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Sailcloth Explained

We only use cloth provided by the four largest and most reputable suppliers globally

The secret to cutting a good sail lies with the choice of the most appropriate cloth. When a sail is designed there are many interacting variables such as size, displacement, righting moment, aspect ratio of the sail (the ratio between the height and foot of the sail), intended use, coastal cruising, ocean passages, inland, extended cruising in areas of high uv, racing, charter, sheltered or open waters, performance in a longevity sense and performance in a speed sense; together with decades of experience with different yarn types and constructions and tens of thousands of sails with millions of miles of cumulative mileage all being taken into account.
The other side of the equation is that various sailcloth designs are better suited to specific applications. It is generally understood that the ultra lightweight high tech laminate fabrics are faster but have a shorter lifespan. What is less well understood is that some material is designed with extreme fill orientation (less stretch across the roll) and is best suited to high aspect ratio sails (tall and narrow), some square constructions are suited to low aspect ratio sails (equal stretch in both directions for example short luff long footed sails) and some warp orientated (less stretch along the roll) specifically designed for radial cuts. Whilst it makes sense to make tall narrow mainsails where 95% of the major load is across the panel a different approach is appropriate for a long footed overlapping genoa.

Sailcloths:

Cloth Glossary:

Bias
A diagonal across a piece of fabric at 45 degrees to the warp and fill

Count
The count of a piece of fabric is indicated first by the number of warp threads per inch, then the number of filling picks per inch

Creep
The property of fibres to gradually stretch under a constant load

Crimp
Length or waviness added to a yarn when it is woven over-and-under in a piece of fabric. Crimp can contribute to the elongation of a fabric under load

Dacron
DuPont’s trade name for polyester fibre

Denier
A system for coding filament yarns and fibres, with low numbers representing finer sizes and higher numbers representing heavier yarns

Elongation
The difference between the length of a stretched sample and its initial length, expressed in 1/100ths of an inch

End
An individual warp yarn

Fatigue
The weakening or loss of stretch resistance of a fabric due to flutter or impact testing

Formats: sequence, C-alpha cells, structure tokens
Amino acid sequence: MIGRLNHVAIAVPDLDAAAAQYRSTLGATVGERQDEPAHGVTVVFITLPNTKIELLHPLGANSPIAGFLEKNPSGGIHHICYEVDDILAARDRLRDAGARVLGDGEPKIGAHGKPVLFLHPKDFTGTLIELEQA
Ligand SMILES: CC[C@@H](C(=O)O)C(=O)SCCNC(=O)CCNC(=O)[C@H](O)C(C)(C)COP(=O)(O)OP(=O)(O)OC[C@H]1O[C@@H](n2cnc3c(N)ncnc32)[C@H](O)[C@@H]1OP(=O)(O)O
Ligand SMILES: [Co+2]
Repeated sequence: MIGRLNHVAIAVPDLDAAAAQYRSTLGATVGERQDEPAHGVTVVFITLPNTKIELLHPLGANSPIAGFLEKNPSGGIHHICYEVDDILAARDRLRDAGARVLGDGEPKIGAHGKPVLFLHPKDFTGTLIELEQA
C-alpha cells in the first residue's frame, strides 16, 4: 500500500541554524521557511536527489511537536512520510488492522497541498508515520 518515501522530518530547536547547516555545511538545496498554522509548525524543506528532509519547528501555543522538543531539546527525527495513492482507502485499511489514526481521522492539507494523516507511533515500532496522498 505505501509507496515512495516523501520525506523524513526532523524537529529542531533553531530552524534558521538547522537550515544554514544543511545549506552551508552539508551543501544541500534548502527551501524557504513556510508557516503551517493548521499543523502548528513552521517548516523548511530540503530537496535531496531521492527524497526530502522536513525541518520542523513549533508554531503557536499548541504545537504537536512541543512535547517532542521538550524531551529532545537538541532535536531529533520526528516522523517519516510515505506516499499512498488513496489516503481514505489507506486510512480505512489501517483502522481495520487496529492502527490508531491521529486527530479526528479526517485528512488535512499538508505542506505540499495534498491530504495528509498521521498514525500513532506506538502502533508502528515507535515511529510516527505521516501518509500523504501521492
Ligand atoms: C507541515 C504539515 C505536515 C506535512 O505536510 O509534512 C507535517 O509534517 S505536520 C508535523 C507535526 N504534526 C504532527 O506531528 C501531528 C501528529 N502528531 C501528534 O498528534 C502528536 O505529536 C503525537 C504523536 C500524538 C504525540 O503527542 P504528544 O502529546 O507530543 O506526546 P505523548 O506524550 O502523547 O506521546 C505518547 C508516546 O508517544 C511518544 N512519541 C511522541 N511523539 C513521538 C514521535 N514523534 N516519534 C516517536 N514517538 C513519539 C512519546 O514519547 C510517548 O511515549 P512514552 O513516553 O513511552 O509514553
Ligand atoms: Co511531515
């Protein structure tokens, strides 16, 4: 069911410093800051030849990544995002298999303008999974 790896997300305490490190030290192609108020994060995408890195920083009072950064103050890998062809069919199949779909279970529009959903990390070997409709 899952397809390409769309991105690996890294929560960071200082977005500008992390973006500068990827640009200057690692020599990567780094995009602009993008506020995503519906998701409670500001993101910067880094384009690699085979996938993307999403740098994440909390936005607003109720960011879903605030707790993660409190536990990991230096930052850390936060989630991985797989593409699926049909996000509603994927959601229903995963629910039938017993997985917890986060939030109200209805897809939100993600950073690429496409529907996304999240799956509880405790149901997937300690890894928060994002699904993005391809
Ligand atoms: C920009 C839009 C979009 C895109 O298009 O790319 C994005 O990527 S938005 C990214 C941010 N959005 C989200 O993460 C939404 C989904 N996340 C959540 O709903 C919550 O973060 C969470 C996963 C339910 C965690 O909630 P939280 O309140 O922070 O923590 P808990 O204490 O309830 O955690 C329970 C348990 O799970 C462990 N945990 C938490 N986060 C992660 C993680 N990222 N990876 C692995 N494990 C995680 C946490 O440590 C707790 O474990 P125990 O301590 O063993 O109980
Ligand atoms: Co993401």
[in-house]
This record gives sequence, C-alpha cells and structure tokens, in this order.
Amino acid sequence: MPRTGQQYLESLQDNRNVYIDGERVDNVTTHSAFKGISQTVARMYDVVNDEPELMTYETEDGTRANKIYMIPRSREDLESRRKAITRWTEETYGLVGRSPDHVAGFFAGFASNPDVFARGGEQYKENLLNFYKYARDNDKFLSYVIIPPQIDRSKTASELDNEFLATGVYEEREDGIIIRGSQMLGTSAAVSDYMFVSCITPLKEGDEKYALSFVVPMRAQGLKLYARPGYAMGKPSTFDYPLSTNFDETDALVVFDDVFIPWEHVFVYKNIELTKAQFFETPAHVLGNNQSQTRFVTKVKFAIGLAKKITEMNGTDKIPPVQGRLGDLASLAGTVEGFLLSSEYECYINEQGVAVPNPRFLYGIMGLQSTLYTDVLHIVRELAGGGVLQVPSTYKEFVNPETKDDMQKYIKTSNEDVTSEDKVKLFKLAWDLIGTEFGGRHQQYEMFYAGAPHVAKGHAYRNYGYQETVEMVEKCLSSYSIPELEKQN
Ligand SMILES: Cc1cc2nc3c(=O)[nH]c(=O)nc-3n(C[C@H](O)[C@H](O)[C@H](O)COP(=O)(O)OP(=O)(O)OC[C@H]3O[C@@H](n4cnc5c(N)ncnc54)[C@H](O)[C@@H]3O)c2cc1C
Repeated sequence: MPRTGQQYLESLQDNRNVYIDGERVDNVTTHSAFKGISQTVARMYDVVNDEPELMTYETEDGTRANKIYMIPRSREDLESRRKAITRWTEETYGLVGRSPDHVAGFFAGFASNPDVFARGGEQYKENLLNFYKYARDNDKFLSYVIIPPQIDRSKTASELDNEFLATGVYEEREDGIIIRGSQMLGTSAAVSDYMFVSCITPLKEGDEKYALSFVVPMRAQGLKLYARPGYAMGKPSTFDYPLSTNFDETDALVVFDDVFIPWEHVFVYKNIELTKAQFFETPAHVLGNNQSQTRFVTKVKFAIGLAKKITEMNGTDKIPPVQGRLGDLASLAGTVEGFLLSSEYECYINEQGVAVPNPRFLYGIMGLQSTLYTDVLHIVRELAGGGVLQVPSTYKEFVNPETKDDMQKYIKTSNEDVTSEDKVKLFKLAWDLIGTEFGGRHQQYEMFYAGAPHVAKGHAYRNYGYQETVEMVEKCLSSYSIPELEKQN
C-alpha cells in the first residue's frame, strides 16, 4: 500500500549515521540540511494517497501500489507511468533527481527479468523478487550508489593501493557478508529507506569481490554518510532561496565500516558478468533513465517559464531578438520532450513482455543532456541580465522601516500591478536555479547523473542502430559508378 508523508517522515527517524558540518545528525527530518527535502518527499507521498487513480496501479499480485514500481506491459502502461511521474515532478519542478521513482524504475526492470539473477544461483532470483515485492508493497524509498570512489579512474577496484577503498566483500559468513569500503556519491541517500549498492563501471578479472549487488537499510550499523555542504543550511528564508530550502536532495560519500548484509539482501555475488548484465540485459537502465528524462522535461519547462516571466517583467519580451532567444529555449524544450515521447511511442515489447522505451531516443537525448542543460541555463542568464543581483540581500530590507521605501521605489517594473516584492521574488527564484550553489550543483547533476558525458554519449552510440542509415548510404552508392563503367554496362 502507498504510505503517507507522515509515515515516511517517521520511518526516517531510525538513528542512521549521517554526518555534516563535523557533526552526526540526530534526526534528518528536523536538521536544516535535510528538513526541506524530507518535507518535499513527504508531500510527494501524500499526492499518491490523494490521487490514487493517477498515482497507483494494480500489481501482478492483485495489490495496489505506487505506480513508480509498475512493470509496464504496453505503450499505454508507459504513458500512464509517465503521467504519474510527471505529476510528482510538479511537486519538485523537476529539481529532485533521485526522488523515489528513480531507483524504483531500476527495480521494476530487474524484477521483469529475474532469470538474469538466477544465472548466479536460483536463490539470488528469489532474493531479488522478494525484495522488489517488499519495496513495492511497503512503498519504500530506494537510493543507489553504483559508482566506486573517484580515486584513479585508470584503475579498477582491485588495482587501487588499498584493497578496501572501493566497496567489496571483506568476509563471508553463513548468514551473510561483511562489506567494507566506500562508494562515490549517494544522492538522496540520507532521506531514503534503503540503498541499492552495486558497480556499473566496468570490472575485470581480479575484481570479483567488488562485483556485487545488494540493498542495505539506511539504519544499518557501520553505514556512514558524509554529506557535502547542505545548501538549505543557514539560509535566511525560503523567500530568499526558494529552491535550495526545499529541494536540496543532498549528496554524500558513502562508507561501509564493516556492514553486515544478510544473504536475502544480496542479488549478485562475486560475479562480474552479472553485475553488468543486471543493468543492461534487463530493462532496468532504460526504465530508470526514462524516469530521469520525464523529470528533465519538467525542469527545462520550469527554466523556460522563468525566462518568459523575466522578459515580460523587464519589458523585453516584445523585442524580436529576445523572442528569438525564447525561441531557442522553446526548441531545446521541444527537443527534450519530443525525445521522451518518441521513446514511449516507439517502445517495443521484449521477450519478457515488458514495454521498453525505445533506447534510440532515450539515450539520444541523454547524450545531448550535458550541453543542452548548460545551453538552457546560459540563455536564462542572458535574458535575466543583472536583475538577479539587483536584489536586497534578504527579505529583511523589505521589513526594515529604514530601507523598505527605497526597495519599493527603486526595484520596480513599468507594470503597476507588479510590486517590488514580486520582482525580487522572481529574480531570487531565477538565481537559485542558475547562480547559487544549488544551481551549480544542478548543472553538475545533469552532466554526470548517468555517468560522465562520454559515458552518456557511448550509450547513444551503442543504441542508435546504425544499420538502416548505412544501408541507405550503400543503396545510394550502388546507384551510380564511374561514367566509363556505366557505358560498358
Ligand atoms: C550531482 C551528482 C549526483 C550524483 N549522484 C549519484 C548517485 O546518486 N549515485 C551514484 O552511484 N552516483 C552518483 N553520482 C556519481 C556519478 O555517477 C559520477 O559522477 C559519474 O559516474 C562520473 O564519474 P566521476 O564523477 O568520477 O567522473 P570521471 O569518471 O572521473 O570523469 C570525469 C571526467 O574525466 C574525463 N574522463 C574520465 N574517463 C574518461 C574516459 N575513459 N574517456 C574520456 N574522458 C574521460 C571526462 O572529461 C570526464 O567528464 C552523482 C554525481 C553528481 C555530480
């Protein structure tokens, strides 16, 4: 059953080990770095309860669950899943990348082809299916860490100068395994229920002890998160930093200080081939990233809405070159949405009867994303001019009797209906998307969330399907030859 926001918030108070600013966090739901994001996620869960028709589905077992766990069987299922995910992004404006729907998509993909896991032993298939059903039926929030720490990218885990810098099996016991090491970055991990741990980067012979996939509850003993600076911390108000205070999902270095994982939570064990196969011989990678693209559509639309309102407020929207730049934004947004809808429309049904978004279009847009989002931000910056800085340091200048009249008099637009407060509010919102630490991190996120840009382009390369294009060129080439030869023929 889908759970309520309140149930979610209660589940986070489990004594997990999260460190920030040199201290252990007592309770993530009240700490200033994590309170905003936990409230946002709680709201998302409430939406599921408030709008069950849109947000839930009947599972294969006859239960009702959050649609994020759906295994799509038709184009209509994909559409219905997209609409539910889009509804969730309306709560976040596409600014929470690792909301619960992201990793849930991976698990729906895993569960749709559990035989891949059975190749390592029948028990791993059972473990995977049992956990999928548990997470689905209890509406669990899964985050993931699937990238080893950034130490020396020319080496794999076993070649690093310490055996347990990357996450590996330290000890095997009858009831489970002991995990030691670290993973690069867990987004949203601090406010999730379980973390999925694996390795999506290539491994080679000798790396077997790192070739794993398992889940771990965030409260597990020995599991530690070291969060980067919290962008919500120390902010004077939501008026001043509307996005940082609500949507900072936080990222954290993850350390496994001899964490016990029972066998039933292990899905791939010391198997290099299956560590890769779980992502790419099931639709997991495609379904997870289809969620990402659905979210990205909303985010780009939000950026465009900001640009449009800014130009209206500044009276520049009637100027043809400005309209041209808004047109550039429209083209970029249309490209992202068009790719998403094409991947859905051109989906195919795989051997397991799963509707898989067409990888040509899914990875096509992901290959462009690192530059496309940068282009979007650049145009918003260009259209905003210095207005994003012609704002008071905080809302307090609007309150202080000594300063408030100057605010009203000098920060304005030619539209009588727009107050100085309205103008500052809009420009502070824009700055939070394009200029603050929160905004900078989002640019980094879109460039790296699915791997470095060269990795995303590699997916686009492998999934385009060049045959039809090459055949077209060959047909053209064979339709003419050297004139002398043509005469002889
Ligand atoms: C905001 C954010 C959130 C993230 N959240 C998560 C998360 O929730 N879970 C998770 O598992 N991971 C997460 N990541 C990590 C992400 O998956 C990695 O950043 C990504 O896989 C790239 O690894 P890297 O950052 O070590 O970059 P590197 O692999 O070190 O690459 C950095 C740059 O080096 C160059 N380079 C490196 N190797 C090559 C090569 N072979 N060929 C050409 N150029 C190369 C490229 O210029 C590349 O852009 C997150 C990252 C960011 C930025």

Fill
The yarn or fibre running across the width of the fabric at right angles to the warp

Flutter test
Simulates the wear and tear a fabric will experience in a sail; a sample is spun on a windmill for 30 minutes

Greige
Woven fabrics in unfinished state

Hand
Softness or firmness of a fabric

Impact test
Similar to the flutter test except that the sample beats for 15 minutes against an obstacle placed at right angles to the windmill

Isotropic
Equally stretch-resistant in all direction, which is one of the advantages of Mylar for sailcloth use

Kevlar
DuPont’s trade name for a family of high-strength aramid fibres

Laminate
A layered fabric made by bonding a substrate to one or two plies of Mylar film

Load
The number of pounds exerted on a 2” x 16” test sample. A Load-Deformation Curve expresses the relationship between the change in dimension of the sample (in 1/100ths of an inch) as a result of an external load. It is usually expressed as a graph

Modulus
The measure of stretch or elasticity of a fabric. High modulus = Low stretch

1% elongation
The load required to stretch a fabric sample by 1% of its original length; commonly used to indicate the high-load stretch resistance of Dacrons and Mylar/Dacron laminates

Pick
An individual filling yarn

Polyester
A Polymer of terephthalic acid and ethylene-glycol spun and drawn to produce a strong, tough, abrasion-resistant fibre

Primary yarn direction
The orientation (warp or fill) in which a fabric is the most stretch resistant

Recovery
The ability of a yarn or fibre to return to its original length after it has been stretched

Sailmakers weight
Weight of a 35” x 28.5” sample

Secondary yarn direction
The orientation (warp or fill) 90 degrees to the primary yarn direction

Selvage
The edge of a piece of fabric

Spectra
A highly modified polyethylene fibre developed by the Allied Corp. with a stretch resistance similar to Kevlar

Substrate
A fabric that is bonded to a Mylar film

Tenacity
The breaking strength of a yarn of fabric stated in force per unit of the cross-sectional area

Tensile strength
The ability of a fibre, yarn or fabric to resist breaking under tension

Warp
The yarn or fibre running the length of a fabric